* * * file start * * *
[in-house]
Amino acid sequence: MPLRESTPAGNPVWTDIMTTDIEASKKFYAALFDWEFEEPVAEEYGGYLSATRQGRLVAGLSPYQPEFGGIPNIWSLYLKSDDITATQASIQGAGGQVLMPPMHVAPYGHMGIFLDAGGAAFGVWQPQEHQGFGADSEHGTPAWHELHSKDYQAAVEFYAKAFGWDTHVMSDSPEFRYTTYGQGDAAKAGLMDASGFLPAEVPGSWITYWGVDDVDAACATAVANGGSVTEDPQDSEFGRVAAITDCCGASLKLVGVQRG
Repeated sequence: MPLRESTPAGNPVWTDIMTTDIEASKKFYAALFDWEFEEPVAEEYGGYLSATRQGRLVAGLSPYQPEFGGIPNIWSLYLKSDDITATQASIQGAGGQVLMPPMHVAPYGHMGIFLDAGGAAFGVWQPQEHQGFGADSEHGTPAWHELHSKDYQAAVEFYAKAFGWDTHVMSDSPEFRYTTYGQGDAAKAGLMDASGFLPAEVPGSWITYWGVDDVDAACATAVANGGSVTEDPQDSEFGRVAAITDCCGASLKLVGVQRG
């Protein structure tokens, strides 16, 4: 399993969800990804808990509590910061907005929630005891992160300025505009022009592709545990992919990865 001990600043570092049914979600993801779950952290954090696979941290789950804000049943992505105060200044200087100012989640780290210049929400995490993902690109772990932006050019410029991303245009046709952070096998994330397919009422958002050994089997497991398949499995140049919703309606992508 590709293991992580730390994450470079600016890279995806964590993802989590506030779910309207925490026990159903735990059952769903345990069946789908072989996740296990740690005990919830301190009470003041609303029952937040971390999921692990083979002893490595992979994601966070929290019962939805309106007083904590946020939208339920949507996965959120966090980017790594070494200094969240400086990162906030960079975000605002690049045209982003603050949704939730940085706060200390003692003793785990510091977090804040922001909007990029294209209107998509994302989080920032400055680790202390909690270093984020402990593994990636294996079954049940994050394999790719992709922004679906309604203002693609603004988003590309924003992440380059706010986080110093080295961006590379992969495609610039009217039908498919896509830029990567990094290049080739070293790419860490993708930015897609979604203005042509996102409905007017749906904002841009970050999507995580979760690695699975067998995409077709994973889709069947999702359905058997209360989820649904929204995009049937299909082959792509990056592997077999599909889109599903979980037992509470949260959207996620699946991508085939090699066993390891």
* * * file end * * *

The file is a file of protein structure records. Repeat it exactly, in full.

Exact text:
[in-house]
Amino acid sequence: MPLRESTPAGNPVWTDIMTTDIEASKKFYAALFDWEFEEPVAEEYGGYLSATRQGRLVAGLSPYQPEFGGIPNIWSLYLKSDDITATQASIQGAGGQVLMPPMHVAPYGHMGIFLDAGGAAFGVWQPQEHQGFGADSEHGTPAWHELHSKDYQAAVEFYAKAFGWDTHVMSDSPEFRYTTYGQGDAAKAGLMDASGFLPAEVPGSWITYWGVDDVDAACATAVANGGSVTEDPQDSEFGRVAAITDCCGASLKLVGVQRG
Repeated sequence: MPLRESTPAGNPVWTDIMTTDIEASKKFYAALFDWEFEEPVAEEYGGYLSATRQGRLVAGLSPYQPEFGGIPNIWSLYLKSDDITATQASIQGAGGQVLMPPMHVAPYGHMGIFLDAGGAAFGVWQPQEHQGFGADSEHGTPAWHELHSKDYQAAVEFYAKAFGWDTHVMSDSPEFRYTTYGQGDAAKAGLMDASGFLPAEVPGSWITYWGVDDVDAACATAVANGGSVTEDPQDSEFGRVAAITDCCGASLKLVGVQRG
């Protein structure tokens, strides 16, 4: 399993969800990804808990509590910061907005929630005891992160300025505009022009592709545990992919990865 001990600043570092049914979600993801779950952290954090696979941290789950804000049943992505105060200044200087100012989640780290210049929400995490993902690109772990932006050019410029991303245009046709952070096998994330397919009422958002050994089997497991398949499995140049919703309606992508 590709293991992580730390994450470079600016890279995806964590993802989590506030779910309207925490026990159903735990059952769903345990069946789908072989996740296990740690005990919830301190009470003041609303029952937040971390999921692990083979002893490595992979994601966070929290019962939805309106007083904590946020939208339920949507996965959120966090980017790594070494200094969240400086990162906030960079975000605002690049045209982003603050949704939730940085706060200390003692003793785990510091977090804040922001909007990029294209209107998509994302989080920032400055680790202390909690270093984020402990593994990636294996079954049940994050394999790719992709922004679906309604203002693609603004988003590309924003992440380059706010986080110093080295961006590379992969495609610039009217039908498919896509830029990567990094290049080739070293790419860490993708930015897609979604203005042509996102409905007017749906904002841009970050999507995580979760690695699975067998995409077709994973889709069947999702359905058997209360989820649904929204995009049937299909082959792509990056592997077999599909889109599903979980037992509470949260959207996620699946991508085939090699066993390891």